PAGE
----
Wednesday, June 17, 2009

the hard part


Kids love it, and grownups love to give it to them to make stuff.

We're making 3D sculpture/puppets in camp, and entering what I call The Hard Part: frame-making. After withstanding roughly half a million dubious stares after telling the class to simplify their puppet's skeletons, I am pleased to say things paid off big when we got to said Hard Part.

3 times today I sat amidst a sea of smaller-than-mes, warning them that wire is awesome, but fairly frustrating and sharp. Ten minutes after the warning they were banging out asymmetrical circles with the best of them, light dancing in their mad-scientist eyes. I wanted to take those moments and throw them up like a smoke signal to the world. Shit is hard, then it is a cool hand puppet version of a trash can with felt garbage popping out of it. Or a talking cupcake. Or a sock puppet that isn't made out of a sock but looks like it's made out of a sock.

Pretty amped on kids right now. And pretty amped on skeletons.

Wednesday, June 10, 2009

modern art camp makes me want to rock out.

I'm teaching at art camp this summer, starting Monday. This week I've been training, which has so far consisted of unpacking a lot of art supplies, asking people what their majors were/are, and giving myself what I think is a bonespur on the heel of my hand from CPR practice on hardbodied plastic models.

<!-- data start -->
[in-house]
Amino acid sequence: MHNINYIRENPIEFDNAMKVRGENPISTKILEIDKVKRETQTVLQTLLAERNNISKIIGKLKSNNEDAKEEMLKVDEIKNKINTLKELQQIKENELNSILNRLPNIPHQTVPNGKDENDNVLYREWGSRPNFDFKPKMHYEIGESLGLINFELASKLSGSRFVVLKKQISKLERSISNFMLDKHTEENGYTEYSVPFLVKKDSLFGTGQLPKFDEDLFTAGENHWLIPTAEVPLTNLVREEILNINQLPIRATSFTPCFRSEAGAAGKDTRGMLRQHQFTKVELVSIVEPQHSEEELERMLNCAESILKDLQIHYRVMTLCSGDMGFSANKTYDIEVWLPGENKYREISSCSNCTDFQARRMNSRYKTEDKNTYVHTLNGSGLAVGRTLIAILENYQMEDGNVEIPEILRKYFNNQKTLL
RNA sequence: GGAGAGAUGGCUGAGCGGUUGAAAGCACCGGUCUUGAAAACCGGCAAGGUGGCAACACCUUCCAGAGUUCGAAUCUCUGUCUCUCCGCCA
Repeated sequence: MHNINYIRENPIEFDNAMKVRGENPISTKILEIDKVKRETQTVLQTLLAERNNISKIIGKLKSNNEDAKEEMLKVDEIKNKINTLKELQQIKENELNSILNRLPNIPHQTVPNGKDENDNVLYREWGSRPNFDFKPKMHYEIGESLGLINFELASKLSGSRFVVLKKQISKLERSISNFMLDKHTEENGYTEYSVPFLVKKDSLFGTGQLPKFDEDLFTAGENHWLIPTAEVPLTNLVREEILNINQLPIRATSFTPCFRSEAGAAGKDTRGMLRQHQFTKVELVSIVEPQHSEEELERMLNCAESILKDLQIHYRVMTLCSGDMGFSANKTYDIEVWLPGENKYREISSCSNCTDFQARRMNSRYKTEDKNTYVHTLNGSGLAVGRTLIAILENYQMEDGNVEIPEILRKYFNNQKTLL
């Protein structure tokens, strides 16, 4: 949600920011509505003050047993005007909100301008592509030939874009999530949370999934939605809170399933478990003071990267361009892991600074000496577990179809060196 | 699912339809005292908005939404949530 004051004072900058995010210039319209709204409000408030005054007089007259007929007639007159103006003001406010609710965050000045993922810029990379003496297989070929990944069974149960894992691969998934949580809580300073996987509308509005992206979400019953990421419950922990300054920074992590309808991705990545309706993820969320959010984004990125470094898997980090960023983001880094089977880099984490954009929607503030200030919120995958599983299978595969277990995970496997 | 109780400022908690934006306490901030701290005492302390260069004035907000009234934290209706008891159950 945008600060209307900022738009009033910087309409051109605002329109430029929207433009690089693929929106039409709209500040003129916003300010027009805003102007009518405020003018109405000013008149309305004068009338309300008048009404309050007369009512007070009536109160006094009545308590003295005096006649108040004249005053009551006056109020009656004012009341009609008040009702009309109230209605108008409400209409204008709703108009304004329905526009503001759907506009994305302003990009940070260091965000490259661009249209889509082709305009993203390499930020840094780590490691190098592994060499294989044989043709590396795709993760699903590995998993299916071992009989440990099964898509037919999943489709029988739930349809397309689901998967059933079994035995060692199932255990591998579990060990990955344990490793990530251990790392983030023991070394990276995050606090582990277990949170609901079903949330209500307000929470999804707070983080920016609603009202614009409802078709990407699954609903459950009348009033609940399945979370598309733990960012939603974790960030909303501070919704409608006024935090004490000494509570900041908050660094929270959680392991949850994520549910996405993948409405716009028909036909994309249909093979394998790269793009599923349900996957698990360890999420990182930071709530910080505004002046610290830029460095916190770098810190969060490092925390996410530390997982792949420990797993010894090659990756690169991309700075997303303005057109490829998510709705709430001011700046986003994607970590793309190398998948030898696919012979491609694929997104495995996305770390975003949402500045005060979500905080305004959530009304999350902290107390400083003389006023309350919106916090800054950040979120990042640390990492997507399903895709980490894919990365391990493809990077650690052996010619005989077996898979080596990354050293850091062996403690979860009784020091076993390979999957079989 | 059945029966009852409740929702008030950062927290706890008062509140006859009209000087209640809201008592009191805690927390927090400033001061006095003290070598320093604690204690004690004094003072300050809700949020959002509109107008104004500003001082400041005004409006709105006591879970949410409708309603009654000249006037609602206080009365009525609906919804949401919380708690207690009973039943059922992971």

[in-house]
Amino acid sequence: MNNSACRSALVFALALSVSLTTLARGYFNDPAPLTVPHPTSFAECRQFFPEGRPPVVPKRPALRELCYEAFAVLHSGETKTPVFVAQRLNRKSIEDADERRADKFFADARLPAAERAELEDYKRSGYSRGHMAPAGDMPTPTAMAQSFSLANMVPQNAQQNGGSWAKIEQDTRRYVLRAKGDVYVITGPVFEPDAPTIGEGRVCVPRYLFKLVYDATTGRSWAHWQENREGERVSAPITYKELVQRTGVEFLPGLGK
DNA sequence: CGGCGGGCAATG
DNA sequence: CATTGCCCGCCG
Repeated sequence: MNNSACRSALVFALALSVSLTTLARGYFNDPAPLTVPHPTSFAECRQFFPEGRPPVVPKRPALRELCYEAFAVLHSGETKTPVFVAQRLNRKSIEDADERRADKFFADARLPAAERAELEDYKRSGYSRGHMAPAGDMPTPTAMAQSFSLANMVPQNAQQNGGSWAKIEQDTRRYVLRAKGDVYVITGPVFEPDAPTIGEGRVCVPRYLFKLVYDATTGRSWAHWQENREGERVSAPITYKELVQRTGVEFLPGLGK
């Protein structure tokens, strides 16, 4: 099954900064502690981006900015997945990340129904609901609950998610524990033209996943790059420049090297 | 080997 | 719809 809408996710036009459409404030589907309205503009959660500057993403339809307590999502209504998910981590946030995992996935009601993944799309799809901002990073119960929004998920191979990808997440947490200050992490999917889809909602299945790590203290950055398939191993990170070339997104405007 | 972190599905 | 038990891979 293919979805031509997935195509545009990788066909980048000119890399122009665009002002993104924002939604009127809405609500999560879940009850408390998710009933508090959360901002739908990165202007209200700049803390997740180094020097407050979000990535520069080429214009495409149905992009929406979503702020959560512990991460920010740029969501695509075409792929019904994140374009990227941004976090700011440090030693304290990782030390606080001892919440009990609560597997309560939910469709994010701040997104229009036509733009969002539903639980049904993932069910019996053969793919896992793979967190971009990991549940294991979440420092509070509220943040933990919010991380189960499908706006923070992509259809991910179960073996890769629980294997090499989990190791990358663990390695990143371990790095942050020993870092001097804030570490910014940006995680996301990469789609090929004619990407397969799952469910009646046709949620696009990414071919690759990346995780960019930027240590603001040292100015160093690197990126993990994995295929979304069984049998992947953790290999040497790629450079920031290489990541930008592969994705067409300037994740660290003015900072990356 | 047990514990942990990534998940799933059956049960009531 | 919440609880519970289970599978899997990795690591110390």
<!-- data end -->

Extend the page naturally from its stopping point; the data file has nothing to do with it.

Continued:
I have always loved and hated the beginnings of things, and camp is no different beast. I love that the people and kids who are strangers now won't be in two weeks' time, but hate having to wait for the time when the sea changes from awkward to awesome.

What is already awesome: the size of the art room. 80 kids a day will see the inside of this room, 20 at a shot. They’ll be making puppets, drawing themselves as Rococo vampires, and making oversize sculptures of tiny objects in it. They’ll make friends, get crushes, and learn to love or hate tempera paint. I’m still trying to come up with something really campy and tacky for them to make, a cabin flag of sorts for a city camp with nary a cabin or totem pole in sight. Maybe they’ll just claim The Bean for their own, with craft glue and glitter. We can popsicle-stick over Grant Park.

I love that all these boxes of something will one day be something really cool and full of glue. It’s such a cliché that teaching is inspiring, but really the entire profession and act IS. Your job is to either inform or remind people that it is possible to do such things, spin gold from straw and puppets from newsprint. All anything great takes is some wild enthusiasm, steady hands, and raw materials.

They don't call that shit construction paper for nothing.